By the day of the Champions League final, recycling bins everywhere will have been full to the brim with pull-out previews, all the daily papers, broadsheets as well tabloids, having produced supplements of some sort. Meanwhile, anyone intent on reading the post-match analyses will use up all their waking hours until Christmas.
Before the game, the teams and tactics were analysed with grim efficiency; this was not a mere football match, but a momentous occasion, viewed by many as the biggest in English football history (or at least since 1966). Moscow, once imperilled by Hitler and Napoleon, was now facing an “English invasion”, albeit a reluctant one – the Russian capital was difficult to get to and hugely expensive to stay in, plus the grass pitch wasn’t even ready for the match.
The fact that this season marked the 50th anniversary of the Munich air disaster led some to think that a Man Utd victory was preordained, while a recent personal loss for Frank Lampard – which produced the most extensive coverage there has ever been on the funeral of a footballer’s parent – led to numerous headlines about an emotional family double following Uncle Harry Redknapp’s FA Cup win. This was a match, the Guardian concluded portentously, that would have “resonance for years to come”.
Self-congratulation was never far away. The Times’ Martin Samuel claimed England is in a league of its own, that the best international players will now always prefer to move to the Premier League rather than Italy or Spain. He was, of course, referring exclusively to the top four English clubs. Under the headline Resistance futile when Lenin gets overlooked Paul Hayward of the Daily Mail revelled in the “Everest moment of Premier League imperialism” and concluded that English football’s “old inferiority complex has been entombed this week close to Lenin”. Tactical previews were also full of extravagant flourishes, with the Daily Telegraph’s Henry Winter seeing Chelsea as a “broadsword” facing United’s “elegant rapier” and expecting a “stirring affair... Chelsea stir respect but Man Utd stir the soul”.
As the stage had been set so thoroughly, all that was left to do after the match was to pick up the threads and push certain characters forward, aided of course by an inexhaustible supply of Russian puns. Chelsea were Sickle as a parrot, whereas United were Red Tsars and the Sun rated managerial performances in the “Battle of the Premlin” as either “Crem de la Krem” (good) or “Gremlin” (bad). Individual sub-plots returned, as Oliver Holt of the Daily Mirror began a tribute to Ferguson’s managerial record with the lines: “Moscow’s got a new great dictator this morning. A new enlightened despot.” Character stereotypes were strengthened – John Terry was the Iron Man, “proof that boys do cry”, while the “footballing gods” were held in obeisance in several places. According to the Sun’s Steven Howard, the deities had indulgently smiled on Cristiano Ronaldo as they “drove a stake through John Terry’s heart. The one with Chelsea engraved on it.” Paul Hayward in the Daily Mail returned to his imperialist theme, advising: “When Americans or remote jungle tribes ask what’s so special about English club football, show them a tape of this astonishing match.”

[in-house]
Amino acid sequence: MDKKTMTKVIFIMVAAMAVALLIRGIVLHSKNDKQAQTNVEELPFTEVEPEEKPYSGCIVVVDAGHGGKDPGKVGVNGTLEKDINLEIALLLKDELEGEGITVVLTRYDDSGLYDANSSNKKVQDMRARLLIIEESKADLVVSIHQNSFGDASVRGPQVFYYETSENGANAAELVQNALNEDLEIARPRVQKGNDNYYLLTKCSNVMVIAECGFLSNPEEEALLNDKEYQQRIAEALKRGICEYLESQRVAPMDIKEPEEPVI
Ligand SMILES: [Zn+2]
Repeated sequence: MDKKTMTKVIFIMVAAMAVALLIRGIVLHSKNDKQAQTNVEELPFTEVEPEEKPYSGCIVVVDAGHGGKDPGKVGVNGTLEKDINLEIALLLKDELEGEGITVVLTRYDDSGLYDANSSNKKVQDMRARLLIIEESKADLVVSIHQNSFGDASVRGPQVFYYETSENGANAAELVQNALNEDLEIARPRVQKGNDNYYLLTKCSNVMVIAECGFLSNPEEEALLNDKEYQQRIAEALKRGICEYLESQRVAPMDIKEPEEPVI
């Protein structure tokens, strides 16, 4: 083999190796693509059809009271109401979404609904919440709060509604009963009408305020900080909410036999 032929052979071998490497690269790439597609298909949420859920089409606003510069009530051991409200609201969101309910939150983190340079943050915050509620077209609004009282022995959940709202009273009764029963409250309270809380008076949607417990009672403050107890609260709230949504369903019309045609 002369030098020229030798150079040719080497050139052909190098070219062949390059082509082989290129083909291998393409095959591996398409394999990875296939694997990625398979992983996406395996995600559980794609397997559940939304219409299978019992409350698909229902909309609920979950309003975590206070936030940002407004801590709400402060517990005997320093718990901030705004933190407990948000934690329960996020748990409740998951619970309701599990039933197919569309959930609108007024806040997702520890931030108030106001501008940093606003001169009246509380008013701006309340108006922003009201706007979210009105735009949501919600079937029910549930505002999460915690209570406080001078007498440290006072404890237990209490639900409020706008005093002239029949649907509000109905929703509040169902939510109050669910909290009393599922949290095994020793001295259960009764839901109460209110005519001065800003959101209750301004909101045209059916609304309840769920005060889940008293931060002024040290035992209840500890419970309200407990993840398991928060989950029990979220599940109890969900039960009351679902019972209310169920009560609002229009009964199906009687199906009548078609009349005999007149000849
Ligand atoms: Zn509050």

Elsewhere in the same paper, however, there was a voice of dissent. Anyone accustomed to the Little Englander invective that is usually scattered through Jeff Powell’s columns will have been surprised to see him offer one of the most pertinent comments on the match. Powell reflected on the view expressed by many neutrals in the build-up to the match that it wasn’t so much a final as a fixture: “This was English football’s risible and rejected 39th game slipping thorough the back door to Russia.” Richard Williams in the Guardian also felt that he had been present at a parochial event – “only a Premier League game with extra time and trimmings” – but such a sense of perspective was rare among the supplements.
A special mention must go to the Times for the sheer scale and overblown nature of their reaction. Scores of pages were devoted to the final, both within the paper and in two 16-page special supplements. Benedict Nightingale, the paper’s theatre critic, was dispatched to review the “first night” in dramatic style, whereas Tony Cascarino addressed the same theme as Jeff Powell but from the opposite perspective: “Maybe there is something in the idea of the ‘39th game’ after all.” However, no one should be surprised to see the Times lead the way in hyping a match that served as a global advertisement for the Premier League. The former “newspaper of record” is, after all, a wholly owned subsidiary of English football’s paymasters, News Corporation. Ed Upright
From WSC 257 July 2008